Fall housing market shifts, but still seller’s market

Real estate snapshot for Bothell and Kenmore

By Erin Flemming

Special to the Reporter

Month after month, headlines about the real estate market in Seattle and surrounding areas seemed to sing the same tune – rising prices and high competition for homes, with some homes receiving multiple offers merely days after listing. Typically, around the fall, the housing market tends to cool, and this year, the market has adjusted away from the “premium pricing” that became commonplace in many areas.

Jon Hunter, vice president of Residential Success at John L. Scott, said as the fall continues, we’ll start to see a seasonal slowdown, but he noted that the market is still “very robust.” Additionally, he said as the number of sold homes continue to rise this season, the pended homes are likely to flatten out.

Though the market has slightly shifted, it doesn’t mean the local real estate market is a buyer’s market. The number of houses for sale in Bothell and Kenmore in September 2018 increased by 10.6 percent and 12.5 percent (respectively) over August’s numbers, but the area’s available inventory still isn’t in the “healthy” range. Recent market changes have taken the Eastside from an extreme shortage of unsold inventory back down to just a shortage.

“For those looking to sell their homes right now, it’s crucial to price right and stage right,” Hunter said. “Pricing right means you can’t compare your home to one that sold six months ago. The homes that you want to compare to are ones that sold in the current season.”

However, more affordable areas are still going strong, and no matter the season, Hunter said homes in desirable neighborhoods are always going to be in high demand. In many cases, “location, location, location” can be one of the top factors for buyers. Whether it’s a walkable neighborhood, proximity to work or a home within the boundaries of a top-notch public school, location can prove important for many buyers.

“Buyers are always attracted to great neighborhoods with historically great appreciation,” Hunter said. “Homes in great neighborhoods that are priced right and staged right will see multiple offers.”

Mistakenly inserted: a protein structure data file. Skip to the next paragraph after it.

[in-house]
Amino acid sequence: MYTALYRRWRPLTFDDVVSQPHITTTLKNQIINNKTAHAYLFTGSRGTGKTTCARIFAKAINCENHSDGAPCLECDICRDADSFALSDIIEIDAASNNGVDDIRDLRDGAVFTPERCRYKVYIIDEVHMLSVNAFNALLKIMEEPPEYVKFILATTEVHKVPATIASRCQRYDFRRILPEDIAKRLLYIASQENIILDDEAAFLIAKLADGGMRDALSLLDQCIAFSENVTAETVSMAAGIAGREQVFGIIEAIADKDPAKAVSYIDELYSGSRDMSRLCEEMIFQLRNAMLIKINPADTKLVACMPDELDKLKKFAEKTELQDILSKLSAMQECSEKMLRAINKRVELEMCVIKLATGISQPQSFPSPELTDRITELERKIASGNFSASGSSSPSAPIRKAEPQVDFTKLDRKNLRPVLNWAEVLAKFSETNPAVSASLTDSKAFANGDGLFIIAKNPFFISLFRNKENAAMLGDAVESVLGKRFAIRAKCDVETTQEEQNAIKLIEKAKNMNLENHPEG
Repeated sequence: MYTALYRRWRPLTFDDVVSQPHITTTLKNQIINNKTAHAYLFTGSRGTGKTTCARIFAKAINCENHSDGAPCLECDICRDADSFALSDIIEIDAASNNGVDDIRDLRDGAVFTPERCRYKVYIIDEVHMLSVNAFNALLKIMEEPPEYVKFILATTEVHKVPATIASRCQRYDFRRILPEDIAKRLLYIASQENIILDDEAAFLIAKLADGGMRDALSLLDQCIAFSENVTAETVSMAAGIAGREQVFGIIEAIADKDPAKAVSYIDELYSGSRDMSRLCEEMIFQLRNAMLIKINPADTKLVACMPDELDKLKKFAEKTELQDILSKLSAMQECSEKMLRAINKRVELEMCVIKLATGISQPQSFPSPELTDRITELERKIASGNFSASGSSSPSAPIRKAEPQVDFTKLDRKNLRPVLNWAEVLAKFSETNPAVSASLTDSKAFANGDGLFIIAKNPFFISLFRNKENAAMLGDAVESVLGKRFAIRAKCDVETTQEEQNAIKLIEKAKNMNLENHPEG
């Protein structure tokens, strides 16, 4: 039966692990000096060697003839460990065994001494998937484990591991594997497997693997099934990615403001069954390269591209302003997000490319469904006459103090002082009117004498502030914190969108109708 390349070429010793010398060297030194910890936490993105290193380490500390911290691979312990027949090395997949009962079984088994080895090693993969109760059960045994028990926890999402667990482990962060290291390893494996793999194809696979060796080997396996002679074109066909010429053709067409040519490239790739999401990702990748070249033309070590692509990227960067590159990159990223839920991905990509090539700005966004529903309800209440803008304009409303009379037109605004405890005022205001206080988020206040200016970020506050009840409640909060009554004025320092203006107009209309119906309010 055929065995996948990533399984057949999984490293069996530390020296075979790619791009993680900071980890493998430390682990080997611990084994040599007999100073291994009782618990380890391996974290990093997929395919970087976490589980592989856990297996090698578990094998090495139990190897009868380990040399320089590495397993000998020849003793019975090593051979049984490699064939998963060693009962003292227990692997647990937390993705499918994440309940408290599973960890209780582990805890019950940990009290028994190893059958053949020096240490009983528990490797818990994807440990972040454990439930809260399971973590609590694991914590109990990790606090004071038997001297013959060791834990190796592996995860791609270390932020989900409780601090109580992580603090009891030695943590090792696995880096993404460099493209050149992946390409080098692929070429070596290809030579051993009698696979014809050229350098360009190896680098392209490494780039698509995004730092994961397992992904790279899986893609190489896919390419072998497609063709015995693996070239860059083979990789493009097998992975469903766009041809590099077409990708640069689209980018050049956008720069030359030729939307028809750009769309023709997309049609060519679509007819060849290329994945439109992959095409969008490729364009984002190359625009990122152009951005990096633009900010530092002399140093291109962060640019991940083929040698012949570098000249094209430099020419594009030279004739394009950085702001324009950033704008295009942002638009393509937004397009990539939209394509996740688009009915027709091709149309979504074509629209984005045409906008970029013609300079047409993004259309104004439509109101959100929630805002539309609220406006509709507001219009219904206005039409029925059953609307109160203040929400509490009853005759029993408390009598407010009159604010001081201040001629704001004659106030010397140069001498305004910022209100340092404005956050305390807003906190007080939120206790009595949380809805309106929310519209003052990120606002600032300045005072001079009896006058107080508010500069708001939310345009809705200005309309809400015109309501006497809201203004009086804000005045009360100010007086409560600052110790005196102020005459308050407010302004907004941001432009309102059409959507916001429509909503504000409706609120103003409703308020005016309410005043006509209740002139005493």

For buyers looking to purchase in the current market, Hunter said the approach often depends on the house and area they’re looking at. If buyers are looking for a home in a hot area that is priced right and staged right, they need to be prepared to bring their “A-game” to the table to have a good chance to win against the competition. Some buyers may want to look at homes that have been on the market for two weeks or more for the best chance at negotiation – though they should work with a skilled broker to bring an offer to the table that’s likely to be accepted.

According to J. Lennox Scott: “The Eastside has moved from the spring extreme-frenzy housing market down to strong pending sales activity for new listings. Currently, unsold inventory is over double what it was in Sept. 2017 in the $500,000 to $1 million price point and up 50 percent for homes above $1 million. Seventy-eight percent of pending sales activity takes place above the $500,000 price range, with 26 percent of pending listings being above $1 million. The Eastside has moved from an extreme shortage of unsold inventory back down to a shortage. Sales activity in the $500,000 and upward category is only off five percent from 2017. Job growth remains extremely strong in the region and interest rates are currently in the upper four percent.

“For the luxury housing market, we are seeing a healthy to strong level of sales activity for new listings up to $2 million, with selective buyer activity above $2 million.”

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